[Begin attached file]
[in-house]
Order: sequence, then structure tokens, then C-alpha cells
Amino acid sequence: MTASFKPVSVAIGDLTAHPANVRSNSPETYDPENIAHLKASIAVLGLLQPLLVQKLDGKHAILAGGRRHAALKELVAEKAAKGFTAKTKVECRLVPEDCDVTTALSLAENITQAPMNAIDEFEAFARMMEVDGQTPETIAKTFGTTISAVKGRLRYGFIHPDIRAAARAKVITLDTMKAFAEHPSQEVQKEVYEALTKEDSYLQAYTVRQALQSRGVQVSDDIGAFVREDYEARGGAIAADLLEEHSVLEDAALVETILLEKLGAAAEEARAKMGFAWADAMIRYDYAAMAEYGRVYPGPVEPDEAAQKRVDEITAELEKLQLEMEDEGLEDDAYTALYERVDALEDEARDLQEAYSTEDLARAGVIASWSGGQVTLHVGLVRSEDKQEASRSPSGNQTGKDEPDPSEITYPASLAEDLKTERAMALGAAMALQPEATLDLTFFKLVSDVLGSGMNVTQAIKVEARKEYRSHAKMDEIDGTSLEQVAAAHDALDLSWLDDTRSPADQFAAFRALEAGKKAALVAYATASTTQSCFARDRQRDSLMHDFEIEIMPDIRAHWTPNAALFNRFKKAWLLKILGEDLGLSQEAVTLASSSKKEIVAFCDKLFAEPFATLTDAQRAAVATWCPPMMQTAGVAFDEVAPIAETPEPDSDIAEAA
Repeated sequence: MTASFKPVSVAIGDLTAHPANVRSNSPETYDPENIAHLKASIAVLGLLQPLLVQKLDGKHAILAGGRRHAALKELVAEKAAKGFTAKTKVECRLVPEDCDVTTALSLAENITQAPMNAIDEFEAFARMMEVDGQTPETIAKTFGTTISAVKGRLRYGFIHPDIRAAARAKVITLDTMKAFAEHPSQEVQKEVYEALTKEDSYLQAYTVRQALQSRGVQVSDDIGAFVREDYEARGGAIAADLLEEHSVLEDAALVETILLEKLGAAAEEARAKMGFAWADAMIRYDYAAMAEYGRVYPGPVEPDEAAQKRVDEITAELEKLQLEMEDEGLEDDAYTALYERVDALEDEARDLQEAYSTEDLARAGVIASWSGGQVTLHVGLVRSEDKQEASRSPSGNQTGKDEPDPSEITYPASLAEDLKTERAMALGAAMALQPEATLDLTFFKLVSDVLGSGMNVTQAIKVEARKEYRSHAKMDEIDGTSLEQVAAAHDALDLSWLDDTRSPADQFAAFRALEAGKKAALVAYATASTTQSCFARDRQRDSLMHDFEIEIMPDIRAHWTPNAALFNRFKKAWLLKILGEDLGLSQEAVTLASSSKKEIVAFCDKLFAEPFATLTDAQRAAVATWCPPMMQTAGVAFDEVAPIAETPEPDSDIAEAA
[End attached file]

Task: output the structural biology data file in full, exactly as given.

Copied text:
[in-house]
Order: sequence, then structure tokens, then C-alpha cells
Amino acid sequence: MTASFKPVSVAIGDLTAHPANVRSNSPETYDPENIAHLKASIAVLGLLQPLLVQKLDGKHAILAGGRRHAALKELVAEKAAKGFTAKTKVECRLVPEDCDVTTALSLAENITQAPMNAIDEFEAFARMMEVDGQTPETIAKTFGTTISAVKGRLRYGFIHPDIRAAARAKVITLDTMKAFAEHPSQEVQKEVYEALTKEDSYLQAYTVRQALQSRGVQVSDDIGAFVREDYEARGGAIAADLLEEHSVLEDAALVETILLEKLGAAAEEARAKMGFAWADAMIRYDYAAMAEYGRVYPGPVEPDEAAQKRVDEITAELEKLQLEMEDEGLEDDAYTALYERVDALEDEARDLQEAYSTEDLARAGVIASWSGGQVTLHVGLVRSEDKQEASRSPSGNQTGKDEPDPSEITYPASLAEDLKTERAMALGAAMALQPEATLDLTFFKLVSDVLGSGMNVTQAIKVEARKEYRSHAKMDEIDGTSLEQVAAAHDALDLSWLDDTRSPADQFAAFRALEAGKKAALVAYATASTTQSCFARDRQRDSLMHDFEIEIMPDIRAHWTPNAALFNRFKKAWLLKILGEDLGLSQEAVTLASSSKKEIVAFCDKLFAEPFATLTDAQRAAVATWCPPMMQTAGVAFDEVAPIAETPEPDSDIAEAA
Repeated sequence: MTASFKPVSVAIGDLTAHPANVRSNSPETYDPENIAHLKASIAVLGLLQPLLVQKLDGKHAILAGGRRHAALKELVAEKAAKGFTAKTKVECRLVPEDCDVTTALSLAENITQAPMNAIDEFEAFARMMEVDGQTPETIAKTFGTTISAVKGRLRYGFIHPDIRAAARAKVITLDTMKAFAEHPSQEVQKEVYEALTKEDSYLQAYTVRQALQSRGVQVSDDIGAFVREDYEARGGAIAADLLEEHSVLEDAALVETILLEKLGAAAEEARAKMGFAWADAMIRYDYAAMAEYGRVYPGPVEPDEAAQKRVDEITAELEKLQLEMEDEGLEDDAYTALYERVDALEDEARDLQEAYSTEDLARAGVIASWSGGQVTLHVGLVRSEDKQEASRSPSGNQTGKDEPDPSEITYPASLAEDLKTERAMALGAAMALQPEATLDLTFFKLVSDVLGSGMNVTQAIKVEARKEYRSHAKMDEIDGTSLEQVAAAHDALDLSWLDDTRSPADQFAAFRALEAGKKAALVAYATASTTQSCFARDRQRDSLMHDFEIEIMPDIRAHWTPNAALFNRFKKAWLLKILGEDLGLSQEAVTLASSSKKEIVAFCDKLFAEPFATLTDAQRAAVATWCPPMMQTAGVAFDEVAPIAETPEPDSDIAEAA